Tuesday, January 6, 2009

My Chronic Illness Story

I haven't been feeling well this week, so I've been in hiding a little bit. Just trying to manage the daily grind. I completely and utterly despise talking about my health problems, but I might as well get it out there. Help my visitors understand me maybe a tiny bit.

When I was in high school, I tried to be an athlete like my big sister. I was tall, so everyone just assumed I would follow in her basketball shoes. I hated basketball, but I did try high jump. The jumping I liked, and I was good at it. The problem was that to be on the track team, you couldn't just high jump. You had to run at practice, too. I could NOT run. Couldn't. Shortness of breath. Fatigue. Palpitations. My mother took me to doctors who diagnosed everything from asthma to anorexia. All of them were wrong.

I remember that search. I felt so small. So weak. I couldn't imagine living that way forever, but I couldn't see an answer.

Fast forward to my early twenties. The problems continued sporadically. Then, I had two children only thirteen months apart. My body went into official overload, and my symptoms went from every so often to daily. Over a period of about a month, I repeatedly went to the emergency room, begging for help. They told me I was too young to have any problems. Maybe it was all my stomach. Maybe I was just a paranoid woman with an anxiety disorder. They couldn't explain it, so it must just be in my head, right?

Finally, they caught it. There on the EKG. It wasn't in my head. I had a heart problem. This wandering nemesis had a name. It started out with Supra Ventricular Tachycardia, a fast heart rate that is annoying and causes problems, but it's not uncommon or fatal. Medication worked for awhile. I was a new woman. Then, the medication stopped being as effective. I also developed Atrial Fibrillation, a nastier arrhythmia that can cause blood clots. I bounced from doctor to doctor and medicine to medicine trying to stabilize. Sometimes I would be successful for a few months, maybe even a year. But it always fell apart again. Chaos always returned.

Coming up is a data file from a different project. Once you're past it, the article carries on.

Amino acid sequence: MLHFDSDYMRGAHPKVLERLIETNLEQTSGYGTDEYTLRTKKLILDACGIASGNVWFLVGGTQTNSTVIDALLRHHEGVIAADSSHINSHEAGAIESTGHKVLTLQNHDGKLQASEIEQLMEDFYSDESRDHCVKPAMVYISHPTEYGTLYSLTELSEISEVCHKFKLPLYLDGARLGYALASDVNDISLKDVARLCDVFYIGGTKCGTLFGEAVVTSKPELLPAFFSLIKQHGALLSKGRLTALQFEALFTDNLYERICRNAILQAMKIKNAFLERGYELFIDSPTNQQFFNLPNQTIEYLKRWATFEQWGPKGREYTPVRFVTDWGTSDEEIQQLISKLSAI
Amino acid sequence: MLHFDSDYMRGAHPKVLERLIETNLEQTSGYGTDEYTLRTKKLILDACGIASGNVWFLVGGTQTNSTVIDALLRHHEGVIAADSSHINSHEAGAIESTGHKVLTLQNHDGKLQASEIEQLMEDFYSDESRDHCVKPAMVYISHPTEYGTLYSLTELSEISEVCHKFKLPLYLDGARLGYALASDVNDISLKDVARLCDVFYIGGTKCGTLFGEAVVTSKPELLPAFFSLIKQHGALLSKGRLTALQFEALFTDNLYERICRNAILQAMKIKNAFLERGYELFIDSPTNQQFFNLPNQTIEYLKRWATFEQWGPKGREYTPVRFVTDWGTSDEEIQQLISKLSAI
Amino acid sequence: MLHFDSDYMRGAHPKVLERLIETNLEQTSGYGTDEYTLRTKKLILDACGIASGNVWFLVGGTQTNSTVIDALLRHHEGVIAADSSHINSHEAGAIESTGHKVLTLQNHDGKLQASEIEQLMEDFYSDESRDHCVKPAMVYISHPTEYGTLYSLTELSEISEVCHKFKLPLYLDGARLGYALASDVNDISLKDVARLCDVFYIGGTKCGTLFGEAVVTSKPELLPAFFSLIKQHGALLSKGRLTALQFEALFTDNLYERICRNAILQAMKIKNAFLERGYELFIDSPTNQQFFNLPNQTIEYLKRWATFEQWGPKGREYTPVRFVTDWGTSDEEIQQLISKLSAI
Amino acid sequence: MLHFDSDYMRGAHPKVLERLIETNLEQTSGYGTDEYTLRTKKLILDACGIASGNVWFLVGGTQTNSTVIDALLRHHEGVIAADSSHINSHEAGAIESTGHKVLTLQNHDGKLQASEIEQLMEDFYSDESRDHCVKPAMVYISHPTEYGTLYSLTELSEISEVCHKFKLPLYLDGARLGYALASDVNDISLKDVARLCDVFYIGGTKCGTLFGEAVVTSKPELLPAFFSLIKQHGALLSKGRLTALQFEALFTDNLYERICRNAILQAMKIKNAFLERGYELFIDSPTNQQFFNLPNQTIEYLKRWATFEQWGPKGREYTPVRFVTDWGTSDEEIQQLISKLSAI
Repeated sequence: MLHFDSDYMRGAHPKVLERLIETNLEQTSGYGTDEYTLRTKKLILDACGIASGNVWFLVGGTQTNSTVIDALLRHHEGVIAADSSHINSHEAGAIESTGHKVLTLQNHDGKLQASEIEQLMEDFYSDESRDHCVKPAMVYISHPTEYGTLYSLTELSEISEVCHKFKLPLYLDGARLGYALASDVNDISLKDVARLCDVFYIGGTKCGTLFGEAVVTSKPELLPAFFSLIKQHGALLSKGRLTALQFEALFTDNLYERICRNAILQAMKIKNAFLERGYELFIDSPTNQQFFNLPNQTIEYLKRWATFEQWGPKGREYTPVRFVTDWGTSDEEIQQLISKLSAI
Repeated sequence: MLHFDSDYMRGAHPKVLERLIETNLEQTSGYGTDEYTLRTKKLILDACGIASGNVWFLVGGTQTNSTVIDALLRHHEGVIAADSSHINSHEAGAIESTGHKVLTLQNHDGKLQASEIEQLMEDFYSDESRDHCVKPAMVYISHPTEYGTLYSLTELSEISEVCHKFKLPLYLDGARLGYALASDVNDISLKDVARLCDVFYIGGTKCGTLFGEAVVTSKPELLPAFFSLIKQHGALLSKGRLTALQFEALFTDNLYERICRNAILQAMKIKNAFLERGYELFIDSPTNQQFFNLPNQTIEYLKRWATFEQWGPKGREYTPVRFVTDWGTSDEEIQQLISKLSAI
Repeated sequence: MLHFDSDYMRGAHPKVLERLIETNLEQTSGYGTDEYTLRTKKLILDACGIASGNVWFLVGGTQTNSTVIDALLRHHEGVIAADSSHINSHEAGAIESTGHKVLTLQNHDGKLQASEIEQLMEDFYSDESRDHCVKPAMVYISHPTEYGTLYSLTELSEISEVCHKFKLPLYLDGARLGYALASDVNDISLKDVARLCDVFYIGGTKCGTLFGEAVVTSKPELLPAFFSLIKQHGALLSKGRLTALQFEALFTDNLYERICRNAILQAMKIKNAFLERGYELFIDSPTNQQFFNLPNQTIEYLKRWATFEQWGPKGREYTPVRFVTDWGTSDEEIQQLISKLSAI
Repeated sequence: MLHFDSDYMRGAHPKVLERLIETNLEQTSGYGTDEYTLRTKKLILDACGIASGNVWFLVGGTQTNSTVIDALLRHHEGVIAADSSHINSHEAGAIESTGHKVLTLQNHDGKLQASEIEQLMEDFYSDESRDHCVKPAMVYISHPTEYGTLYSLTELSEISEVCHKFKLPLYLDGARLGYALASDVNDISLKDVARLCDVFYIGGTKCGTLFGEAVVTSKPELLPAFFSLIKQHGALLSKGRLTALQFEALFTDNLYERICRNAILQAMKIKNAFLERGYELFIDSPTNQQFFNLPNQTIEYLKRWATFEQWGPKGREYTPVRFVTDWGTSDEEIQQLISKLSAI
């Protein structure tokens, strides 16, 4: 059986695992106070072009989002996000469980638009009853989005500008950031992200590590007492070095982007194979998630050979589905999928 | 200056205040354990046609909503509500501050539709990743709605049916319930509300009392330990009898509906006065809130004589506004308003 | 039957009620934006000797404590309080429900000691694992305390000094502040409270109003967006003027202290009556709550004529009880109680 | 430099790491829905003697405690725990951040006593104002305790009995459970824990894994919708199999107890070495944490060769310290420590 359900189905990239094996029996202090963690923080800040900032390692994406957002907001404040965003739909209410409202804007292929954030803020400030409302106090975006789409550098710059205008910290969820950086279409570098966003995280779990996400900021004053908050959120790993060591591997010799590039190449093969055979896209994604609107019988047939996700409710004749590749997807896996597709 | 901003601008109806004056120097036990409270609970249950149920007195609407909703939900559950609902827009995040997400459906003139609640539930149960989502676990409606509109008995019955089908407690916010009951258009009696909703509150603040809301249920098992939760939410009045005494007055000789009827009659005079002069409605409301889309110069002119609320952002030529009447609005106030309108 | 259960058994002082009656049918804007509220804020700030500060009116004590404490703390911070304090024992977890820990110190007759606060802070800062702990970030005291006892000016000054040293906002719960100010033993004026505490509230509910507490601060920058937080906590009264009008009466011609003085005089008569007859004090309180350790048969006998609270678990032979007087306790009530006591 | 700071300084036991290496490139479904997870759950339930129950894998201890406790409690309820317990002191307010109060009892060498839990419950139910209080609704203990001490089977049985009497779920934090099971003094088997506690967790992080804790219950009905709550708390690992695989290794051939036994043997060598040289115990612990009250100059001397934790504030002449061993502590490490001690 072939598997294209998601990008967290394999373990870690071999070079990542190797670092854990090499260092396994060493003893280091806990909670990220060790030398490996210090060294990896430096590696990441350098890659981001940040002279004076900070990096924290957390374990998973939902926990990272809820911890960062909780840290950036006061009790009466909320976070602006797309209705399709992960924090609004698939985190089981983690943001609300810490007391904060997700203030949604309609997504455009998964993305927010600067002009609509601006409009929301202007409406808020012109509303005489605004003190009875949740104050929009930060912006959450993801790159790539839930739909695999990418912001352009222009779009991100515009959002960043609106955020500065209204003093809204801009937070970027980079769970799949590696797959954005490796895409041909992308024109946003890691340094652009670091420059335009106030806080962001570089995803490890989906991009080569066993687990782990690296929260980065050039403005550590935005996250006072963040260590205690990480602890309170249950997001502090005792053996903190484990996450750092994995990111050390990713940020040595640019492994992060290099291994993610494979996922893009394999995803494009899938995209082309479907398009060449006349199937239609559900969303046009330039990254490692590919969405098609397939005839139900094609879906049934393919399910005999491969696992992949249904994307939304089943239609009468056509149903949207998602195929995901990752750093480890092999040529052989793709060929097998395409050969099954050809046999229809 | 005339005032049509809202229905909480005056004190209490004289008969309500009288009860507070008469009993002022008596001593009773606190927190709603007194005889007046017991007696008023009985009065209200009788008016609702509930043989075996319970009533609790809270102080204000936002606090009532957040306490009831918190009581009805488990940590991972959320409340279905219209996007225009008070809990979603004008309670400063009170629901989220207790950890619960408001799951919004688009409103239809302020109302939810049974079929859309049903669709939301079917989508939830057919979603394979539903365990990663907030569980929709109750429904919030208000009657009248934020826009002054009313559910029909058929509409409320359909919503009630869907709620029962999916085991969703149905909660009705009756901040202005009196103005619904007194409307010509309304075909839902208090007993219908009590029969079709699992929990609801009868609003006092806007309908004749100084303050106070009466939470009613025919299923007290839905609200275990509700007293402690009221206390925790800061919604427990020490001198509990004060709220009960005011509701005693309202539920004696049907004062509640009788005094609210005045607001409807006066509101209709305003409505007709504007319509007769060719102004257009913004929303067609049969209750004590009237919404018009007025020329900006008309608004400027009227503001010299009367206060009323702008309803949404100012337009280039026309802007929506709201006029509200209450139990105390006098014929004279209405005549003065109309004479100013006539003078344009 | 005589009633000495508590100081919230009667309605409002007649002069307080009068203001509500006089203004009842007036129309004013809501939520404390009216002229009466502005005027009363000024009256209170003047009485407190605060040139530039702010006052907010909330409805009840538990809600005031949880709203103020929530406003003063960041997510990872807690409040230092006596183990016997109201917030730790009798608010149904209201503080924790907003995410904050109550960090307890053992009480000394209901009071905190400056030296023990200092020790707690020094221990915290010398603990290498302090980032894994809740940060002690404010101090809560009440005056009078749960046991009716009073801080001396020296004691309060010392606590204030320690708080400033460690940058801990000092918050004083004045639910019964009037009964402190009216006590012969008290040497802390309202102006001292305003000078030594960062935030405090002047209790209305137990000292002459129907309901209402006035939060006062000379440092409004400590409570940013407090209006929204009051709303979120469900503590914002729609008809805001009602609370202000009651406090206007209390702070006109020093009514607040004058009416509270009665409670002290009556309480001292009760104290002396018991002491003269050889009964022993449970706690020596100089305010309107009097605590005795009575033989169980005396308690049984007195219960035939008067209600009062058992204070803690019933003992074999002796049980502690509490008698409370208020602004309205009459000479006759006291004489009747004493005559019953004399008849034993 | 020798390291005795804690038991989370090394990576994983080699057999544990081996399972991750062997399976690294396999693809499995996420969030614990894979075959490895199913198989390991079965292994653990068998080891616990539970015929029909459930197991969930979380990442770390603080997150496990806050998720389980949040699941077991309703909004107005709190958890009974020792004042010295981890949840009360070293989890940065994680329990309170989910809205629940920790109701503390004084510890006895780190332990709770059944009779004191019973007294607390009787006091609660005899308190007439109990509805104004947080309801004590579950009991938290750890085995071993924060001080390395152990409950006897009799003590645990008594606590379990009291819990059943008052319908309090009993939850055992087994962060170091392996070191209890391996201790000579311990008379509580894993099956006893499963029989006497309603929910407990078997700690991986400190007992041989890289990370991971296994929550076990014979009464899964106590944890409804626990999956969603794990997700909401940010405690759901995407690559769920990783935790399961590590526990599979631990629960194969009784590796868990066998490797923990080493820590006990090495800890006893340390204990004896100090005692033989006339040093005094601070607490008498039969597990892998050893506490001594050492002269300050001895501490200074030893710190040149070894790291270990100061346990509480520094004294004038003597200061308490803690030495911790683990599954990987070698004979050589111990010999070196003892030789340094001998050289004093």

So, I started having Catheter Ablations. During an ablation, catheters are inserted in the groin and jugular vein and passed along into the heart. A computer maps out the electrical system of the heart, finding the origin of the impulses that are causing the arrhythmia. The spots are literally burned away. I started having ablations in 1999 when they were still new, but they're now quite common and usually successful. Lots of people have great outcomes.